THE SHOW “Will”
WHEN| WHERE Premieres Monday at 9 p.m. on TNT
WHAT IT’S ABOUT It’s 1589 and 25-year-old William Shakespeare (Laurie Davidson) leaves home for London to find fame and fortune. But his father also wants him to bring a mysterious letter to the Jesuit Robert Southwell (Max Bennett), also his cousin, who is hiding somewhere in London. As a Catholic, Shakespeare knows the risks — a death sentence in Reformation England — but agrees to somehow find Southwell. He’s more intent on job-seeking, and approaches James Burbage’s (Colm Meaney) theater company. Rebuffed by Burbage’s son, Richard (Mattias Inwood), Will gets an introduction through Burbage’s daughter, Alice (Olivia DeJonge). London is wild, also packed with talent, like actor William Kempe (William Houston) and superstar playwright Christopher Marlowe (Jamie Campbell Bower). Will is determined to make his mark, while the queen’s top prosecutor, Richard Topcliffe (Ewen Bremner), is determined to find the Catholic playwright who is new to town.
MY SAY Full of color, vitality, and pretty faces, “Will” is also full of baloney. But it’s not entirely full of baloney, and there’s the rub, for between some generous slices of sandwich meat an entertaining new series finds its unsteady footing.
There’s some truth here, but there’s some balderdash, too. No big deal: “Will” is simply part of a centuries-long tradition of parsing the surviving evidence, and after not finding enough, the would-be biographer guesses, or makes up, the rest. Shakespeare has only himself to blame. If only in between writing 37 plays, 154 sonnets, and a few long poems, he had found time for his autobiography, he could have settled these questions, or set the record straight. Was he Catholic? Google it. The answers are conflicting. Was he gay? Google that (also conflicting). Did he even write his plays? Don’t bother Googling. You’ll waste the rest of your day reading those theories.
Absent facts, the theories have abounded, and thrived. (Shakespeare also bowdlerized history when it suited him.) “Will,” at least, adds some compelling layers and brush strokes to them. Its highly stylized London, for example, teems with vagabonds, thieves, cutthroats and spies. The chaos back then must have been overwhelming or intoxicating. The Clash’s “London Calling” tracks as Will enters town, drawing (or forcing) parallels with London’s ’70s punk scene. That’s a wild stretch, but well within bounds of artistic license. Who knows? Maybe the Buzzcocks or the Sex Pistols would have been perfectly at home in 1589 London.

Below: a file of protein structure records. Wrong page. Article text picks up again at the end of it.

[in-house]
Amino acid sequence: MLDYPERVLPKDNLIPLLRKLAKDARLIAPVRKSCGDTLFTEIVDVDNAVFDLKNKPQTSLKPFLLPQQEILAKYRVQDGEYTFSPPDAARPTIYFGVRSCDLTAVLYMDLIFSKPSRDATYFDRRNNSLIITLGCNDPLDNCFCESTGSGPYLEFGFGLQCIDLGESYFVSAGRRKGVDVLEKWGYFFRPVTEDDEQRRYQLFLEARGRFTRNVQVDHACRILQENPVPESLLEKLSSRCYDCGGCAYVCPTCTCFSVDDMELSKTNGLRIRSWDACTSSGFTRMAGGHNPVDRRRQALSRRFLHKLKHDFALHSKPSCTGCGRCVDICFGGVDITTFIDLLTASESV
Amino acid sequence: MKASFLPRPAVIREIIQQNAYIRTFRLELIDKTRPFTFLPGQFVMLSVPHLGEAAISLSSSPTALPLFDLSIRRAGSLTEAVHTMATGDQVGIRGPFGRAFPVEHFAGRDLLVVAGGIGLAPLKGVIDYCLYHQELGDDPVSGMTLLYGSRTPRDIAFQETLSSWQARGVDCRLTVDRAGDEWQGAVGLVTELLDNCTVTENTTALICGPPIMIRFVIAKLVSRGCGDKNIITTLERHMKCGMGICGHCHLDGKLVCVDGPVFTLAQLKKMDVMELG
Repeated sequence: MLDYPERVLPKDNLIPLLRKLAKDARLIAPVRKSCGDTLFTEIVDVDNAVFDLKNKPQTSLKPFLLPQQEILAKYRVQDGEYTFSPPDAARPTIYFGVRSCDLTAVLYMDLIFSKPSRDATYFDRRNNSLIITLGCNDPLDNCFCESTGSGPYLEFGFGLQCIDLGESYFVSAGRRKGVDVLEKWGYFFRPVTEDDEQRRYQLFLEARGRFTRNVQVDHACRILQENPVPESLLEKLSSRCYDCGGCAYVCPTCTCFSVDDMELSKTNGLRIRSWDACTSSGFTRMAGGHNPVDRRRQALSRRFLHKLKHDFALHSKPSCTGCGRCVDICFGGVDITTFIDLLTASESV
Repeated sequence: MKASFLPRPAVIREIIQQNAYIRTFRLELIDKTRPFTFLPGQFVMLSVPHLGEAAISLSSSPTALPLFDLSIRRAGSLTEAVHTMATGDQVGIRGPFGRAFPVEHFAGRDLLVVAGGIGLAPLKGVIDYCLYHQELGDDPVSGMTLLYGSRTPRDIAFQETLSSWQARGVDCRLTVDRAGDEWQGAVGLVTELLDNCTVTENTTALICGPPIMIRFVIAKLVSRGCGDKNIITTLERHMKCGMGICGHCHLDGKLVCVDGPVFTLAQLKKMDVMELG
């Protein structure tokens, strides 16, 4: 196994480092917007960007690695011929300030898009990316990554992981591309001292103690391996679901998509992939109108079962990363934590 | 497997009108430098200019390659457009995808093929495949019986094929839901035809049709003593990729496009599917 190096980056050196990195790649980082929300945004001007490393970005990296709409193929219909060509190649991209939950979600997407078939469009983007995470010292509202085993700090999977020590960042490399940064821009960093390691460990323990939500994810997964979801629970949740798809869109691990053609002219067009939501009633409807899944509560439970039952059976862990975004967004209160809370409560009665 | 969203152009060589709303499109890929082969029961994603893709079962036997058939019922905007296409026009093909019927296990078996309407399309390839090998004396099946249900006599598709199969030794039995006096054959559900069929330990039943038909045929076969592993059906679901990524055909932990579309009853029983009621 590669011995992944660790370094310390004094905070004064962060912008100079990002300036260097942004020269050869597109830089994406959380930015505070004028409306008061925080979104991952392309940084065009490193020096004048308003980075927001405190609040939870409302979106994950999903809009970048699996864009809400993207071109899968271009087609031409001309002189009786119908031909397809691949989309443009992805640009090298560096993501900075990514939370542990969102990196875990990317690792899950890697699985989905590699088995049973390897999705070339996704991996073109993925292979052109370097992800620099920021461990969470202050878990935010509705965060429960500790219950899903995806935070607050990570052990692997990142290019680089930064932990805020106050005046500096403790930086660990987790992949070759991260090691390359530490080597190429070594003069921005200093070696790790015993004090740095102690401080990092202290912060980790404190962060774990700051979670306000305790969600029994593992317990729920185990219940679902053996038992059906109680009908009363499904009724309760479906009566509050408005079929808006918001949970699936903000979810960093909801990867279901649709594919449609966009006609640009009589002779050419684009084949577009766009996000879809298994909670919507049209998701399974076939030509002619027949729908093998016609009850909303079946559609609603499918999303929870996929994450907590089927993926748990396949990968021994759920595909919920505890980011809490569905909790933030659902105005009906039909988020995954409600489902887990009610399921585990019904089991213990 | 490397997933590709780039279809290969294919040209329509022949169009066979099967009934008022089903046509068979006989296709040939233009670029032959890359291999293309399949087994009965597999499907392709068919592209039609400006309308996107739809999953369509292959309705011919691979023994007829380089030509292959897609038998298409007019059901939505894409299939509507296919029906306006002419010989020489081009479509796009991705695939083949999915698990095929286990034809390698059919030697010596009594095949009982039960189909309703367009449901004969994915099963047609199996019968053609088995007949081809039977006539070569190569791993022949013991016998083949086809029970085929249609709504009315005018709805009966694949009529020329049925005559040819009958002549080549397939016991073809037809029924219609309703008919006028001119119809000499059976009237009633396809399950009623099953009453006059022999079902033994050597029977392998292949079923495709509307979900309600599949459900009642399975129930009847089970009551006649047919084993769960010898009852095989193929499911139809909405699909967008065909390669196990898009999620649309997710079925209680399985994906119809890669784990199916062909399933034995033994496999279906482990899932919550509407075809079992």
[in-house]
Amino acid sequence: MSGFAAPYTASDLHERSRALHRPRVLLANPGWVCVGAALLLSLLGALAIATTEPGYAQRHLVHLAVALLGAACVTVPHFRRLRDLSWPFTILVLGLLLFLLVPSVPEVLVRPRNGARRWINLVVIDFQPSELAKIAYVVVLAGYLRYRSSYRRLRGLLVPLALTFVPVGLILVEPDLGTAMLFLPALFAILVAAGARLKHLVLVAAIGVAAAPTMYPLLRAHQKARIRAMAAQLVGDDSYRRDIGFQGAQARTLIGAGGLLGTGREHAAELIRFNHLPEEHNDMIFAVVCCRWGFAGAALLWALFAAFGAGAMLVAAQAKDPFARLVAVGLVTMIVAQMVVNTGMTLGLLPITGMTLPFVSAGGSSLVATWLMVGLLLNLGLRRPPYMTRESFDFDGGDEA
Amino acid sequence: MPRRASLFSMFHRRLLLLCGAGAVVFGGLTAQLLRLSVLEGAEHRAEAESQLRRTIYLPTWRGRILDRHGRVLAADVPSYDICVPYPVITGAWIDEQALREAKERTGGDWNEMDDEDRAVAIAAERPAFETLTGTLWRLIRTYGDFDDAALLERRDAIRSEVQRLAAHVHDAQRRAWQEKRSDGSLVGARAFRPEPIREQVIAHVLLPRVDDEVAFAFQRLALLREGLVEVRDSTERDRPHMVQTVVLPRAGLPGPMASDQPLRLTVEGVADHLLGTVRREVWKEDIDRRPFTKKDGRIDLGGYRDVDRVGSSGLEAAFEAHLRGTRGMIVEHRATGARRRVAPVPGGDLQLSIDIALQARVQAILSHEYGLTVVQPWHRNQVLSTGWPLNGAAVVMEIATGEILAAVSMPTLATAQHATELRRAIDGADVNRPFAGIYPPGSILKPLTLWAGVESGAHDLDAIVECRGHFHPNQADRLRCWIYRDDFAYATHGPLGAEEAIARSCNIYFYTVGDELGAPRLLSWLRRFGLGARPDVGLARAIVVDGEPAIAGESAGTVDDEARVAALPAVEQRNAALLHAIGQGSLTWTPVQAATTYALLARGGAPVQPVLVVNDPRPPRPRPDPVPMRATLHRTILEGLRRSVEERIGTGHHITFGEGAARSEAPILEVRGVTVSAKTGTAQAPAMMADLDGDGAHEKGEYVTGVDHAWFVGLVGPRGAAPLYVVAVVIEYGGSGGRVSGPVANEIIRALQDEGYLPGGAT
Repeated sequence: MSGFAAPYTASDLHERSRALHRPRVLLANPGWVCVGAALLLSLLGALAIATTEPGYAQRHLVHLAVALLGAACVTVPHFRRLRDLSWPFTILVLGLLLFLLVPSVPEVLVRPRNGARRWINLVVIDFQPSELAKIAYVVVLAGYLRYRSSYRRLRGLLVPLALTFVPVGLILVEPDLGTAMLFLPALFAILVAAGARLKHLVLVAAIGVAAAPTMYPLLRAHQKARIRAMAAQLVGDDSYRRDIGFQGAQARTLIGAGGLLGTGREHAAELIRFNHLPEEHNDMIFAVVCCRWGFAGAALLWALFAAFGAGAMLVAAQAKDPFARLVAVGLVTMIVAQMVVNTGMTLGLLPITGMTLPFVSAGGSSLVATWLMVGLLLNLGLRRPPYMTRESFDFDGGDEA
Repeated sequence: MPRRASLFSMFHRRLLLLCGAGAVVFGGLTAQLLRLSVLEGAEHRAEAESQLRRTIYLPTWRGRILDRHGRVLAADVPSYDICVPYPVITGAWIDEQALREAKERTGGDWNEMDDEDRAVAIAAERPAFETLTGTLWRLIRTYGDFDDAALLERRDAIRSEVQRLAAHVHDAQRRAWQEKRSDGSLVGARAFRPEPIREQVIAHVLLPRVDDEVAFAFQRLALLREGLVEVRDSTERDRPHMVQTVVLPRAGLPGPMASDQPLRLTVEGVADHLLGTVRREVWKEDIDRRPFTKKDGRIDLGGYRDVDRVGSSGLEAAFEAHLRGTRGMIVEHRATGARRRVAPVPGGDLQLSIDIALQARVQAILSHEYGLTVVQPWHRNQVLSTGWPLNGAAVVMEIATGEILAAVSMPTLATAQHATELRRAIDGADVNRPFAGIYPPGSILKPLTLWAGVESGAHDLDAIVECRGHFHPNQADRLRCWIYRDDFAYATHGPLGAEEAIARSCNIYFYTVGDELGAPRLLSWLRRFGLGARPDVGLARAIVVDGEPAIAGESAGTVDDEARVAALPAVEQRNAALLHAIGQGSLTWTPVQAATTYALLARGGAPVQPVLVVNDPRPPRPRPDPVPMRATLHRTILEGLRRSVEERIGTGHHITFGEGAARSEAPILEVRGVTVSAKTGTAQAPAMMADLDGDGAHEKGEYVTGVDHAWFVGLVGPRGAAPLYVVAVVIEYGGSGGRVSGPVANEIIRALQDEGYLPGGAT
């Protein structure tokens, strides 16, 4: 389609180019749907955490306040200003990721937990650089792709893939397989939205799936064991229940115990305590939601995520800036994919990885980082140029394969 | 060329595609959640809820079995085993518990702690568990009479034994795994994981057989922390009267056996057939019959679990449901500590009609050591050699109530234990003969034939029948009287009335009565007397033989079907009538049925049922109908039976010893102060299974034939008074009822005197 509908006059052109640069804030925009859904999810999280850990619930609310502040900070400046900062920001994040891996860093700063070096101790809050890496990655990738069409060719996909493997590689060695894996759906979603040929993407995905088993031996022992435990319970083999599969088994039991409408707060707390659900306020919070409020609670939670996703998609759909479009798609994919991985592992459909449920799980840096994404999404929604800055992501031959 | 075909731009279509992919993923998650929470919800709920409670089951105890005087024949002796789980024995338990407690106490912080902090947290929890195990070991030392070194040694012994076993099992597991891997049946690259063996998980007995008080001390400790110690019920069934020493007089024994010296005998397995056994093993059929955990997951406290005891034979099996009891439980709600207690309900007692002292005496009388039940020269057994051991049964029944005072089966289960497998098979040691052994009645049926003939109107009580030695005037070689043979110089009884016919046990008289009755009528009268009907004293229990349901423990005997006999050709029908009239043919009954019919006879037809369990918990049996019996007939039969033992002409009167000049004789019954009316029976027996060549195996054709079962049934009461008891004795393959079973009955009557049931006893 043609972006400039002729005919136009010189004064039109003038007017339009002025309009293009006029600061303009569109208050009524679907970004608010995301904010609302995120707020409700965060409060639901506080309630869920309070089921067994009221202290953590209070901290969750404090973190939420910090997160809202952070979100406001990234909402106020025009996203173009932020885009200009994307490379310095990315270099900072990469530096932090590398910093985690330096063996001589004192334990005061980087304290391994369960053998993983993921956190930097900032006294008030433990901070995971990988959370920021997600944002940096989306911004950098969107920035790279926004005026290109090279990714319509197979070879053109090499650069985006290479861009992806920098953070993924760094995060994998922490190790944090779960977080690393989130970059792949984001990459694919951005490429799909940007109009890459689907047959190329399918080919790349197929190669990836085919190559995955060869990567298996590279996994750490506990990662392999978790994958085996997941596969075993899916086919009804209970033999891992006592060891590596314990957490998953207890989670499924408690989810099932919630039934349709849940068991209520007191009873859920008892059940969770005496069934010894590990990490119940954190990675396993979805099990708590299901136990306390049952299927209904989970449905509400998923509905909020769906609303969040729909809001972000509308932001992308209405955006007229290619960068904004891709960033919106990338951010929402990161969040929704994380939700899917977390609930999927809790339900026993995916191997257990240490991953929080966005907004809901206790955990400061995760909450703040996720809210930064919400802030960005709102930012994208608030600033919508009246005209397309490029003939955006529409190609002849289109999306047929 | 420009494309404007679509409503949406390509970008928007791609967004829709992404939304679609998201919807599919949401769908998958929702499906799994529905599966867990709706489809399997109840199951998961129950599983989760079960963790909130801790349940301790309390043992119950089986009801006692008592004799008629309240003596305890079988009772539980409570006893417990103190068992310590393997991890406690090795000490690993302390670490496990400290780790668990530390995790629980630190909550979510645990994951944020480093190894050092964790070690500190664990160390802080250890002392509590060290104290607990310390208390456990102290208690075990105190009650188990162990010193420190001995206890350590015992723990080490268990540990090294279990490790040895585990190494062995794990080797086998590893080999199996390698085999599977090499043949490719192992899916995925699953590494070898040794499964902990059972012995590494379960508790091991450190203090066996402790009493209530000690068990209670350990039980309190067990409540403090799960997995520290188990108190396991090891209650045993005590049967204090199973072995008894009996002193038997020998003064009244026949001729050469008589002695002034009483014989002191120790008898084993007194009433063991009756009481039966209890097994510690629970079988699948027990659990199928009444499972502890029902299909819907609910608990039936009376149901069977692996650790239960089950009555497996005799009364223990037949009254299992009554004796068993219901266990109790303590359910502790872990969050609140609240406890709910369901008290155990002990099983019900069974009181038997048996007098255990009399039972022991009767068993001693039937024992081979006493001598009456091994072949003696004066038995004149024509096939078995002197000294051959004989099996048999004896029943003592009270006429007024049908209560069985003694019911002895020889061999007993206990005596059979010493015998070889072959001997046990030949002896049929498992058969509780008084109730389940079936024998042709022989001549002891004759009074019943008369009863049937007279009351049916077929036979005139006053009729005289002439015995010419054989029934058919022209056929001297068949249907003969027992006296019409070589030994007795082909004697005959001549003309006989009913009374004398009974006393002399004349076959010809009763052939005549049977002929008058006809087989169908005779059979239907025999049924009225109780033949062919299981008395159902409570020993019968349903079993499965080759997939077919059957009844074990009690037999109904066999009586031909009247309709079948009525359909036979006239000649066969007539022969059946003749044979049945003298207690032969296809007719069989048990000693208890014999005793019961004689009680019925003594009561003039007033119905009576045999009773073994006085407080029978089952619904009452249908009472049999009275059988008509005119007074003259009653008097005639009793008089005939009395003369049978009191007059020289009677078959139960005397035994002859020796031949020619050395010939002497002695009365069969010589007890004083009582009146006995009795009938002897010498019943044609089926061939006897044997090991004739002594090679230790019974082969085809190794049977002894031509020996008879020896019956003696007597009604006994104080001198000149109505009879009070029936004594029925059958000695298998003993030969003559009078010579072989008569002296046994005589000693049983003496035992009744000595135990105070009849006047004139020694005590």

Burbage’s theater is a riot — literally. Boisterous crowds surge, then nearly overwhelm, the stage. Mostly drunk, randy and talented, the actors strut upon it, and occasionally fall off it. When words or sanity fail Kempe, he launches himself into the audience, in what may be the first instance of moshing. When an actor barks out the Elizabethan equivalent of “line!” someone besides Will offers a suggestion. The idea that his plays — at least the early ones — were partly crowdsourced seems sensible enough.
Lively interpretation eventually gives way to modern TV stock characters, however. Davidson’s Will is a doe-eyed “rustic” who comes to town in search of fame and finds temptation instead. DeJonge’s Alice Burbage is his potential Juliet, with flaxen hair and cerulean eyes. Will’s rival — apparently also hers — is Marlowe, who is full of treachery and lust for Shakespeare. Bremner’s Topcliffe is a single-minded sadist who loves nothing more than a good drawing and quartering. Good as these actors are, they can’t quite make you forget you’re watching a TNT drama with some predictable storylines and obvious outcomes.
But it’s that energy along with an unmistakable passion that brings “Will” to life. This sprawling cast knows it’s serving a prime-time drama more than the Bard. It does seems to be having an awfully good time.
BOTTOM LINE Entertaining newcomer full of energy, passion and baloney — the ideal summer diversion.